Friday, November 20, 2009

Pasta with Fava Beans and Ricotta Salata

Fava beans, vicia faba, are one of the oldest plants in cultivation.   This popularity is attributable to the fact that they are easy to grow in temperate climates, and an excellent source of protein, minerals, fiber and folate.  While snap and lima beans are native to the Americas and thrive in warm weather, broad beans originated in the Old World and require cool temperatures.  This means broad beans are a fall crop in our sub-tropical climate.  Super Aguadulce seedlings, an Italian heirloom variety, are in the ground now, but a harvest is still months away.  

Luckily, dried favas are readily available and combine well with the fresh tomatoes and basil that are abundant in our garden right now.   If you've never cooked with dried favas before, get ready for a workout removing the outer skins.  When you see the amount of labor involved, you will also understand why European explorers were thrilled to discover and later cultivate the beans of the New World.  But when you have the time, favas have a unique and wonderful flavor that no other bean can equal.  So turn on the tv and get to work.

Tagliatelle with Fava Beans and Ricotta Salata
based on a recipe in The Il Fornaio Pasta Book by Maurizio Mazzon
serves 6-8


3                      garlic cloves
1       Tbs         sea salt, plus more to taste
1       lb            dry fava beans, soaked in water overnight,
                        skins removed
3/4    cup         olive oil (used in 3 different steps)
1                      shallot, minced
6                      basil leaves, torn into pieces
1/2    cup         dry white wine
                        black pepper to taste
1       lb            dried tagliatelle pasta
1                      large tomato, peeled, seeded and diced
1/2    cup         grated Pecorino Romano
1/2    cup         shaved Ricotta Salata
                       (use vegetable peeler when cheese is very cold)

  1. Place beans in large pot and cover with water 1" above beans.  Add 1 Tbs sea salt, bring to a boil and cook until soft, about one hour.  Remove beans with a skimmer but SAVE THE COOKING WATER.
  2. Heat 2 Tbs olive oil over medium and saute shallot and 2 smashed garlic cloves until soft.  Add half the basil and half the beans and cook 2 minutes.  Add wine and cook until completely evaporated, about 3 minutes.  Add 2 cups of fresh water and bring to a boil.  Cook until reduced by half, about 5 minutes, and then puree in a food processor.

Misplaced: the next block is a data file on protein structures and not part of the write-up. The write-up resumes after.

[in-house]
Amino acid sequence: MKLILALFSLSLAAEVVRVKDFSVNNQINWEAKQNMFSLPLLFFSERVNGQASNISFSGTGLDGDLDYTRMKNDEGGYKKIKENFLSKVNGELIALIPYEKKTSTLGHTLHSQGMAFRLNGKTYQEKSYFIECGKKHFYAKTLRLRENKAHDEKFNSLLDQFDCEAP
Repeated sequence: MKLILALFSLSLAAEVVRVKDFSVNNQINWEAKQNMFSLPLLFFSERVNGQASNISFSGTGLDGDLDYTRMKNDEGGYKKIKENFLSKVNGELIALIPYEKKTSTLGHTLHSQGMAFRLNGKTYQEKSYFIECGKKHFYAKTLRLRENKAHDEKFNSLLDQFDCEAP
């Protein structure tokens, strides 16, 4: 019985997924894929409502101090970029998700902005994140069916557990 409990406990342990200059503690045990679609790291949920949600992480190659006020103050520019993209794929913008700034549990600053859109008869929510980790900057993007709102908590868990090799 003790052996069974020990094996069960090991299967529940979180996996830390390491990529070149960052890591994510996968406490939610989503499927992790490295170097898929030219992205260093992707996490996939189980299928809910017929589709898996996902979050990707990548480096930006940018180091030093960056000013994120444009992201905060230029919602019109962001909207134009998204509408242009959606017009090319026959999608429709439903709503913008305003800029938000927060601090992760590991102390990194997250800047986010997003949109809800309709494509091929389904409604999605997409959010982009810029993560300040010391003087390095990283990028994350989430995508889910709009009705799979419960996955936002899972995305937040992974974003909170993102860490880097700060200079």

3. Return bean cooking water to a boil and add dry pasta.  Cook until ready, then drain.
  4. Meanwhile, over medium high for 1 minute, saute 1 garlic glove, minced, and rest of basil in 1/3 cup olive oil.  Add remaining beans and salt and pepper to taste.  Cook 2 minutes.  Add pureed beans and mix well.   
  5. Add cooked pasta to fava bean sauce, then add 1/3 cup olive oil, tomatoes and pecorino.  Mix well.  Plate up and then top with shaved ricotta salata.

Pasta with Fava Beans and Ricotta Salata made the Foodbuzz Top 9 today! The Foodbuzz Top 9 is a photo-driven collection of top-buzzed posts within the Foodbuzz community.  Congratulations again, and thanks for being a part of Foodbuzz!  Cheers, The Foodbuzz Editorial Team.


    1. What a beautiful plate!!!! I just found some fresh fava beans at the market the other day so I am definitely trying this recipe -- it looks light and delicious, can't wait to try this!

    2. this will be dinner! resonates with me to the core in this chill weather- thanks!

    3. What a beautiful dish! Ricotta salata is one of my favorite cheese to use in pasta. It has a great texture with just the right amount of salt.

    4. Gorgeous photo! I love fava beans, so this recipe is surely going to be made soon.

    5. I love Tagliatelle Pasta! I think the fava beans must have it some really great earthy flavor - perfect for fall!

    6. you don't even know how much i love fava beans. don't tell poppa trix, but i would marry them if i could. sigh.

    7. I love fava beans and we only have them dried and I'm willing to remove the outer skin. The dish looks fabulous.

    8. Oh this sounds absolutely delicious!

    9. I have never used these beans - sounds amazing. i will try! thanks!

    10. This reminds me of my time spent in Florence, what wonderful flavors with fresh pasta. I can't wait to recreate this dish, it looks deliciously good.

    11. I have never had a fava bean in my life, but I am willing to try! How easy/difficult are they to grow in general, would they grow well here in Missouri? I have fresh tomato envy. . .

    12. I'm the last to point out how beautiful this is. But it is!

      Love this site you know. I get so many ideas. We just had a H-U-G-E roast and need something to give us a health kick for dinner tomorrow. Fava beans might be a contender! Although I still want to try out your salsa, so it might be fajitas for us...

    13. This looks like a fabulous recipe with beans and stunning cheeses!

    14. Whenever I hear "fava beans" I can't help thinking of Hannibal Lecter.
      But I'd still like to try them, especially after hearing all these commenters give such rave reviews of them!


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